Mr Janakaraj said Adani had also announced that Townsville would be the site of the Regional Headquarters for the Carmichael coal mine project.
 Mr Janakaraj said Townsville would also be home base for the company’s Project Management Office, and provide port services for incoming materials.
The original plan of the company was to have the project offices in Brisbane.

The Australian Conservation Foundation yesterday calling it a dirty deal said, “This coal mine would be a global climate catastrophe. It is dangerous to our planet and the people and places we love. Australians don’t want this mine, we want our reef and a clean, safe future. 
Malcom Turnbull has a clear choice. Honour an iron clad election promise or do a dirty deal with Adani to use Australian taxpayers’ money to fund a coal-carting railway line from the Galilee Basin to the Great Barrier Reef coast.”

Meanwhile, in a media statement the Wangan & Jagalingou Traditional Owners Council has announced a fresh court action against the proposed project after expressing anger at Mr. Gautam Adani not meeting them.

Adani Coal mine approval: Environmentalists fume, business happy

Bowen Basin - feature

By Neeraj Nanda

Melbourne, 30 July: The recent environmental approval of the proposed controversial Carmichael Coal Mine and rail link in Queensland has drawn reactions on expected lines. The environment lobby is fuming while business circles have welcomed the go ahead to the world’s biggest Coal mine.
In a Adani Australia media statement from Brisbane, Adani Chairman Gautam Adani has said the approval of the mine and rail project “…is a step closer to delivering our multi-million dollar mine, rail and port development.”
“Adani’s commitment to nation-building in India goes hand-in-hand with its commitment to providing sustainable employment opportunities for local workers and suppliers, not just through our rail infrastructure , but also our long-term investments in ports and mining,” Mr. Adani said.
Greenpeace, has said, “Don’t assume this is the end of the story. The Carmichael mine cannot go ahead without the financial support of one the big four Australian banks. Greenpeace will make sure every Australian knows that any bank cutting a cheque for Carmichael is making possible a monster mine that will endanger our Reef and our climate.”
“Carmichael coal mine’s impacts will be felt for generations”, Ben Pearson, Australia-Pacific programme director for Greenpeace, has said, adding, the project was approved despite the fact that Adani Group had “a dirty track record (pdf) n India”, where it “has been investigated and fined for illegally building on villagers’ land and destroying protected mangrove areas.”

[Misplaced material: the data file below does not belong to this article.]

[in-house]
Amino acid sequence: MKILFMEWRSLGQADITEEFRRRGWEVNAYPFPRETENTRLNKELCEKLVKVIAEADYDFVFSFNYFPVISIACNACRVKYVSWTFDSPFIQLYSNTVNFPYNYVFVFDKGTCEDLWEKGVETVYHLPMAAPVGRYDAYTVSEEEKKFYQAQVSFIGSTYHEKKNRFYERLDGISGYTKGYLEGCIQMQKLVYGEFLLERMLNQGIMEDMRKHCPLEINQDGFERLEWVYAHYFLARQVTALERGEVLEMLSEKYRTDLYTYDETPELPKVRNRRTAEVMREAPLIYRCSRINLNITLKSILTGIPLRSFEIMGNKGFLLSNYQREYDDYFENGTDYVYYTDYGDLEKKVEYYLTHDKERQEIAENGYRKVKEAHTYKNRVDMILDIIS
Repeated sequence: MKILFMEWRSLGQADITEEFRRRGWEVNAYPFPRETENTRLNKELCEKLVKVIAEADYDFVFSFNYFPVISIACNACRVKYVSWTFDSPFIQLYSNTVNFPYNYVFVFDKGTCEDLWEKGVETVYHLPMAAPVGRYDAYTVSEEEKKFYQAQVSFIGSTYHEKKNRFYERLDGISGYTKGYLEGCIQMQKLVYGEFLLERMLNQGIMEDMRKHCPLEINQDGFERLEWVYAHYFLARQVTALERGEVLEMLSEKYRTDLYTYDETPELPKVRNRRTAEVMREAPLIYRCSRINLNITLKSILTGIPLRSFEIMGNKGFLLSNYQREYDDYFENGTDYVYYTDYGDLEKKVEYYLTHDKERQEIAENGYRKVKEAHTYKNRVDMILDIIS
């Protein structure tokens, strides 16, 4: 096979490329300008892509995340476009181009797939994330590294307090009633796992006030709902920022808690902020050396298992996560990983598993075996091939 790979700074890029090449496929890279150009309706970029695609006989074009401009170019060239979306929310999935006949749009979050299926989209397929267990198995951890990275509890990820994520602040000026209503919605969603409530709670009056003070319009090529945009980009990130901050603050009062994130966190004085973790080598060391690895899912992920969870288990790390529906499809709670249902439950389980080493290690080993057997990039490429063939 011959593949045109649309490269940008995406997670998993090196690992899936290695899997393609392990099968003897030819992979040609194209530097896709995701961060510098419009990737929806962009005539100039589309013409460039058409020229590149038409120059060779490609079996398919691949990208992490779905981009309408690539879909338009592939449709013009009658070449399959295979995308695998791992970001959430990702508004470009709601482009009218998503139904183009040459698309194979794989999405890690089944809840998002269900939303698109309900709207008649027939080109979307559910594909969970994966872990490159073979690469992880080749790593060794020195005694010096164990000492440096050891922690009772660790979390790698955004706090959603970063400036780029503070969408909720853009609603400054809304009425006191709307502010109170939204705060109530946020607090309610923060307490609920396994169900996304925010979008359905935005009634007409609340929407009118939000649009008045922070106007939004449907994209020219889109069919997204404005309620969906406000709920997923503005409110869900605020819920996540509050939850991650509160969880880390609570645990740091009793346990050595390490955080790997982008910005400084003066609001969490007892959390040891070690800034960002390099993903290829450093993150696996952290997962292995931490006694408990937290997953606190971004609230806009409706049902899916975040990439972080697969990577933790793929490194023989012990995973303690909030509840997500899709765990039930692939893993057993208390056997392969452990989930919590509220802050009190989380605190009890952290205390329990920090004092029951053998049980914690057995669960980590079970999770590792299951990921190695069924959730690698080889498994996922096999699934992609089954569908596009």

Pearson, whose reaction has been posted on the Greenpeace site, said he had “hoped” Greg Hunt, Environment Minister, “would stand up to the coal industry and reject the plea for environmental clearance. “Minister Hunt had the simple task of rejecting absurd proposals for the biggest coal mine ever proposed for Australia — the Carmichael mine — which requires a new coal export terminal and destructive dredging and dumping in our beloved Great Barrier Reef World Heritage Area. But for whatever reason, Hunt couldn’t do it”, he said.
“Hunt approved Carmichael mine against independent expert advice that the mine could dry up endangered springs and drain sections of the Great Artesian Basin. The outback mine, which is located in a drought-prone farming area, requires a whopping 12 billion litres of water every year (pdf)”, the Greenpeace activist said, adding, “With this decision, the political system failed to protect the Great Barrier Reef, the global climate and our national interest”, he said.
Tim Buckley, Director of Energy Finance Studies, Australasia, for the Institute for Energy Economics and Financial Analysis (IEEFA) has spent many years studying the economic viability of energy projects and companies, with a particular focus on the Galilee basin projects.
“It’s not surprising that Minister Hunt is going along with Premier Newman and Prime Minister Tony Abbott’s desire to facilitate foreign firms in their efforts to try to prop up Australia’s declining coal industry,” Mr Buckley said.
“Ironically, if this project proceeds, it will actually accelerate the longer term destruction of Australia’s coal export industry by dramatically expanding the capital invested whilst at the same time driving coal prices down globally.